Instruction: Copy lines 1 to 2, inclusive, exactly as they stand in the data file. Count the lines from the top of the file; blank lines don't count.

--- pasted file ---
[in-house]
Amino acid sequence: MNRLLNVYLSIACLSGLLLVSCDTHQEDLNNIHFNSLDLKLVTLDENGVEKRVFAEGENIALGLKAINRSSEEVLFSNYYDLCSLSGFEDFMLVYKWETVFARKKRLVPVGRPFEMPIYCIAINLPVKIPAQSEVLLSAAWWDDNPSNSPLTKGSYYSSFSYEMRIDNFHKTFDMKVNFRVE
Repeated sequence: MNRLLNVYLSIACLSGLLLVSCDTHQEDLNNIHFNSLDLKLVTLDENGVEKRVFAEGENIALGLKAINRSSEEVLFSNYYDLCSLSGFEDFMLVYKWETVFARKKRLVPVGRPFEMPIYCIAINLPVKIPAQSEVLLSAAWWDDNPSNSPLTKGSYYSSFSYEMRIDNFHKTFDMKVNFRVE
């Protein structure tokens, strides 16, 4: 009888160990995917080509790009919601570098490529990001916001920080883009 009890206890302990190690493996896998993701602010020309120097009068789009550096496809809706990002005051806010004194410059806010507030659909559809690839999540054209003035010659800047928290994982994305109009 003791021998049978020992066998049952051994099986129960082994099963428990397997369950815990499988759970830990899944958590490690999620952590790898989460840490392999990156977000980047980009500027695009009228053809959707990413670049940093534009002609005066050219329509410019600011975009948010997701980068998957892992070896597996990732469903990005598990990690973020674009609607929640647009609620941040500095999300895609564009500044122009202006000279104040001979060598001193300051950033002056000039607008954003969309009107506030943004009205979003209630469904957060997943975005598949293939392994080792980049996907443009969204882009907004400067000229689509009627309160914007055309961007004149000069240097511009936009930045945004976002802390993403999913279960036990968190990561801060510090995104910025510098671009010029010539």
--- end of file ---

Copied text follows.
[in-house]
Amino acid sequence: MNRLLNVYLSIACLSGLLLVSCDTHQEDLNNIHFNSLDLKLVTLDENGVEKRVFAEGENIALGLKAINRSSEEVLFSNYYDLCSLSGFEDFMLVYKWETVFARKKRLVPVGRPFEMPIYCIAINLPVKIPAQSEVLLSAAWWDDNPSNSPLTKGSYYSSFSYEMRIDNFHKTFDMKVNFRVE